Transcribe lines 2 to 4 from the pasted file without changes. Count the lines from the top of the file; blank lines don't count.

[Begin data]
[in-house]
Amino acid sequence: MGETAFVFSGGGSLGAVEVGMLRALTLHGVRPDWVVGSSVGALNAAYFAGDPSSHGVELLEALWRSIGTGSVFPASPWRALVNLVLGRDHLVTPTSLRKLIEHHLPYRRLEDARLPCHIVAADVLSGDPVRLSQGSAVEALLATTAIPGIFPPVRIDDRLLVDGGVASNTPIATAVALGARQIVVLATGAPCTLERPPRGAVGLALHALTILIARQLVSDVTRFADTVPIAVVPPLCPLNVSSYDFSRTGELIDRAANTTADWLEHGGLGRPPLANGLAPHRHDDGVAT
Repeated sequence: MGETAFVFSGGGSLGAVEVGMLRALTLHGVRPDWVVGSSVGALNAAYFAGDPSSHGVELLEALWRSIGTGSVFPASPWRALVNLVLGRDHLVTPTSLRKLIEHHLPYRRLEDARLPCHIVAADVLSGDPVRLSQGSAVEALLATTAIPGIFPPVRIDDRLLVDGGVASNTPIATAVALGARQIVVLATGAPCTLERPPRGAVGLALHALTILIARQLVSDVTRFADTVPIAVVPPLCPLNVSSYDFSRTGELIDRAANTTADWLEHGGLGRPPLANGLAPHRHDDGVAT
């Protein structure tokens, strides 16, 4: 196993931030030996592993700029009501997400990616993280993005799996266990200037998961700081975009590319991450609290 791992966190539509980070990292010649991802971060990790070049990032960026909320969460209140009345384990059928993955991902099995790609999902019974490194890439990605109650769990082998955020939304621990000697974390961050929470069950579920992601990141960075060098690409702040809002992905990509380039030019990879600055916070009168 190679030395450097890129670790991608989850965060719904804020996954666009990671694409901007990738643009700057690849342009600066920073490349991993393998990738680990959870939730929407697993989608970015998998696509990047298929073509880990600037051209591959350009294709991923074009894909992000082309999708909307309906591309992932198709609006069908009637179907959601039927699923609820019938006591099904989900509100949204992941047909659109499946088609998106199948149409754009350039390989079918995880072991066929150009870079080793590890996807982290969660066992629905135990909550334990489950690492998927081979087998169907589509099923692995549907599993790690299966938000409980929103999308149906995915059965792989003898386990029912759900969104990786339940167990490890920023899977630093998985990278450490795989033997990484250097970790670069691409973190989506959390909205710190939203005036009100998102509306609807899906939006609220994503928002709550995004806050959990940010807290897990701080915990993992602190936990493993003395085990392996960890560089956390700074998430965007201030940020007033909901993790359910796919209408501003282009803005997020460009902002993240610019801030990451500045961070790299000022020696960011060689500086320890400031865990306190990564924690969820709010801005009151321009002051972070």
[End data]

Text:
Amino acid sequence: MGETAFVFSGGGSLGAVEVGMLRALTLHGVRPDWVVGSSVGALNAAYFAGDPSSHGVELLEALWRSIGTGSVFPASPWRALVNLVLGRDHLVTPTSLRKLIEHHLPYRRLEDARLPCHIVAADVLSGDPVRLSQGSAVEALLATTAIPGIFPPVRIDDRLLVDGGVASNTPIATAVALGARQIVVLATGAPCTLERPPRGAVGLALHALTILIARQLVSDVTRFADTVPIAVVPPLCPLNVSSYDFSRTGELIDRAANTTADWLEHGGLGRPPLANGLAPHRHDDGVAT
Repeated sequence: MGETAFVFSGGGSLGAVEVGMLRALTLHGVRPDWVVGSSVGALNAAYFAGDPSSHGVELLEALWRSIGTGSVFPASPWRALVNLVLGRDHLVTPTSLRKLIEHHLPYRRLEDARLPCHIVAADVLSGDPVRLSQGSAVEALLATTAIPGIFPPVRIDDRLLVDGGVASNTPIATAVALGARQIVVLATGAPCTLERPPRGAVGLALHALTILIARQLVSDVTRFADTVPIAVVPPLCPLNVSSYDFSRTGELIDRAANTTADWLEHGGLGRPPLANGLAPHRHDDGVAT
């Protein structure tokens, strides 16, 4: 196993931030030996592993700029009501997400990616993280993005799996266990200037998961700081975009590319991450609290 791992966190539509980070990292010649991802971060990790070049990032960026909320969460209140009345384990059928993955991902099995790609999902019974490194890439990605109650769990082998955020939304621990000697974390961050929470069950579920992601990141960075060098690409702040809002992905990509380039030019990879600055916070009168 190679030395450097890129670790991608989850965060719904804020996954666009990671694409901007990738643009700057690849342009600066920073490349991993393998990738680990959870939730929407697993989608970015998998696509990047298929073509880990600037051209591959350009294709991923074009894909992000082309999708909307309906591309992932198709609006069908009637179907959601039927699923609820019938006591099904989900509100949204992941047909659109499946088609998106199948149409754009350039390989079918995880072991066929150009870079080793590890996807982290969660066992629905135990909550334990489950690492998927081979087998169907589509099923692995549907599993790690299966938000409980929103999308149906995915059965792989003898386990029912759900969104990786339940167990490890920023899977630093998985990278450490795989033997990484250097970790670069691409973190989506959390909205710190939203005036009100998102509306609807899906939006609220994503928002709550995004806050959990940010807290897990701080915990993992602190936990493993003395085990392996960890560089956390700074998430965007201030940020007033909901993790359910796919209408501003282009803005997020460009902002993240610019801030990451500045961070790299000022020696960011060689500086320890400031865990306190990564924690969820709010801005009151321009002051972070």